What do I need? – A pane of borosilicate glass that is approximately 200 mm x 220 mm, like this one. You’ll also want some silicone thermal pad to go between the bed and your glass. Finally, you can optionally add some binder clips or you can print your own corner clips for added stability.

(Note: I’d advise against using “normal” hardware store glass – borosilicate glass (aka “Pyrex”) is much better at handling heat and temperature changes.)

How do I do it? – First, cut the pad. Some people say a few small squares for the corners and the middle is enough, or you can cover the whole bottom of the glass with it. Put the pad and glass on the bed, and then secure with your choice of clip if desired. Hairspray or glue stick can be used to adjust the bed adhesion. Here’s a YouTube clip showing the process.

How hard is this? – Pretty simple.

Pro Tip If you add a glass bed, I highly suggest you do the Y-carriage mod (see below) as well. The stock Y-carriage plate is just too flexible. I use glue stick on the plate before the print for smaller items to keep them adhered to the bed.

Y-Carriage Plate Upgrade

Why? – The stock Y-carriage plate on these printers tends to warp, leading to a bed that can’t be properly leveled or that goes out of level easily.

What do I need? – A Y-carriage plate for the printer. These can be harder to come by than some other parts. I often find them out of stock, but you can try this listing on Amazon. If Amazon fails, you might have to order from Aliexpress.

How do I do it? – You’ll have to remove the heated bed and the carriage plate, and disconnect the heated bed from the control board, since the wires for the bed pass through the carriage plate.

How hard is this? – Moderately difficult.

What’s Next?

Assuming you read all three parts of this guide, you now know how to get your printer set up, how to design new parts for printing, and how to improve your print quality through calibration and upgrades. If you want more to read, or need more help, here are some very useful resources:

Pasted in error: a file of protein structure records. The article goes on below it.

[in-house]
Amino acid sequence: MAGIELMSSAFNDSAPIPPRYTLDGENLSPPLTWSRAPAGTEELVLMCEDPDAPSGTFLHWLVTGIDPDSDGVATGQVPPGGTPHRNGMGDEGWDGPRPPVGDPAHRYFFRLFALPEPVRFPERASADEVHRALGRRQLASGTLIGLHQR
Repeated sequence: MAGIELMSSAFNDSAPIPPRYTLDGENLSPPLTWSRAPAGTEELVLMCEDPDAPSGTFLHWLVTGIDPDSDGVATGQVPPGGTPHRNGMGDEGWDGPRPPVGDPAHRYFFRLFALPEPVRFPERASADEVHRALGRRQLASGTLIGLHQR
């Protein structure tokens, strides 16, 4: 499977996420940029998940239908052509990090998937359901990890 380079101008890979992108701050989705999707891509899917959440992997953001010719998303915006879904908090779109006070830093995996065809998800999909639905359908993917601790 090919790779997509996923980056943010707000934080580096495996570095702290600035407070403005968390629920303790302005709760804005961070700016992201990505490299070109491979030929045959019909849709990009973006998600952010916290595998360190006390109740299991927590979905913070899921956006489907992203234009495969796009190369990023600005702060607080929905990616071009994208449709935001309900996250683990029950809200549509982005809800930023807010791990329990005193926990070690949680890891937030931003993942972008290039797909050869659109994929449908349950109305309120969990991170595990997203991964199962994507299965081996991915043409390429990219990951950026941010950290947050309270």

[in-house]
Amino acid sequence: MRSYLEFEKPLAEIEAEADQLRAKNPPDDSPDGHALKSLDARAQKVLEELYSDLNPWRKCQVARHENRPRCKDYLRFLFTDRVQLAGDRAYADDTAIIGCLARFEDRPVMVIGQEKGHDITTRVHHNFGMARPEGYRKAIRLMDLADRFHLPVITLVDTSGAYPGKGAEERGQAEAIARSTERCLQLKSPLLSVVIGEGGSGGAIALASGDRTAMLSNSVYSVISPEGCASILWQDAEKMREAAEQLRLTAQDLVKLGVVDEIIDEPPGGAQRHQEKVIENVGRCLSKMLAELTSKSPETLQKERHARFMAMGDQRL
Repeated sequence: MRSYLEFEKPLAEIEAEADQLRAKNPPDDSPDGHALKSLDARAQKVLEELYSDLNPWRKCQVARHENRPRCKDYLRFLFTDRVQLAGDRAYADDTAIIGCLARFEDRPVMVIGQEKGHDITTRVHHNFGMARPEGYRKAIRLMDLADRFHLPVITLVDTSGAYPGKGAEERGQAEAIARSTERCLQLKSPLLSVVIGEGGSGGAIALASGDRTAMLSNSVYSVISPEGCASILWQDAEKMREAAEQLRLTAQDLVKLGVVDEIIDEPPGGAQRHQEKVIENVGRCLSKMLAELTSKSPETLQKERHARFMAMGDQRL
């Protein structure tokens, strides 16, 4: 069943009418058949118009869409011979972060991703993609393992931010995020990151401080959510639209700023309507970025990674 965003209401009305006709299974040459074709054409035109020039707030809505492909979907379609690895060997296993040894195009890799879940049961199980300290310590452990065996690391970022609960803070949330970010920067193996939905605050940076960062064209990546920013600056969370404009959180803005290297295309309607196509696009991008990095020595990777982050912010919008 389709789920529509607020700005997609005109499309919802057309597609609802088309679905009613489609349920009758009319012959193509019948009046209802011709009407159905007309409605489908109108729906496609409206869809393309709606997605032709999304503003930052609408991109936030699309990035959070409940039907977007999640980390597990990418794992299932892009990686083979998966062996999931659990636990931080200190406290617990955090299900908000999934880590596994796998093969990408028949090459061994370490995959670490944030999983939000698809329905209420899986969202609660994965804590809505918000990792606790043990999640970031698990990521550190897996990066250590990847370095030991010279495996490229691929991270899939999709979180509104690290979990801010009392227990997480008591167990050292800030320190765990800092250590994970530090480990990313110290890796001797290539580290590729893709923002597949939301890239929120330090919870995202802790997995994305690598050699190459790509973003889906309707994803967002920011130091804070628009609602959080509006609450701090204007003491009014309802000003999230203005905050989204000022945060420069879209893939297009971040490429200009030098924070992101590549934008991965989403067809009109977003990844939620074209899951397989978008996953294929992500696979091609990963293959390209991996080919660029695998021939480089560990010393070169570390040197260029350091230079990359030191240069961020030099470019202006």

• /r/3dprinting – My favorite general-purpose subreddit for 3d printing. This is a great place to ask questions, show off your prints, or read up on what others are doing. You can also find info on a variety of printer models and vendors to buy from.
  • /r/wanhaoi3 – A great place to find support and useful links that are specific to the model(s) of printer I based this guide on. You can ask questions about the Wanhao Duplicator i3, the Monoprice Maker Select, the i3 Plus, or the Maker Select Plus here.
  • Wanhao Duplicator i3 Facebook Group – A ton of experts hang out here and answer questions about this printer! Just make sure you read the rules before you post.
  • 3dprinterwiki Wanhao i3 Page – Contrary to the name of the site, this is a blog and not a wiki. There’s a lot of broad info here on a wide variety of printers, so you might be able to find some additional information here.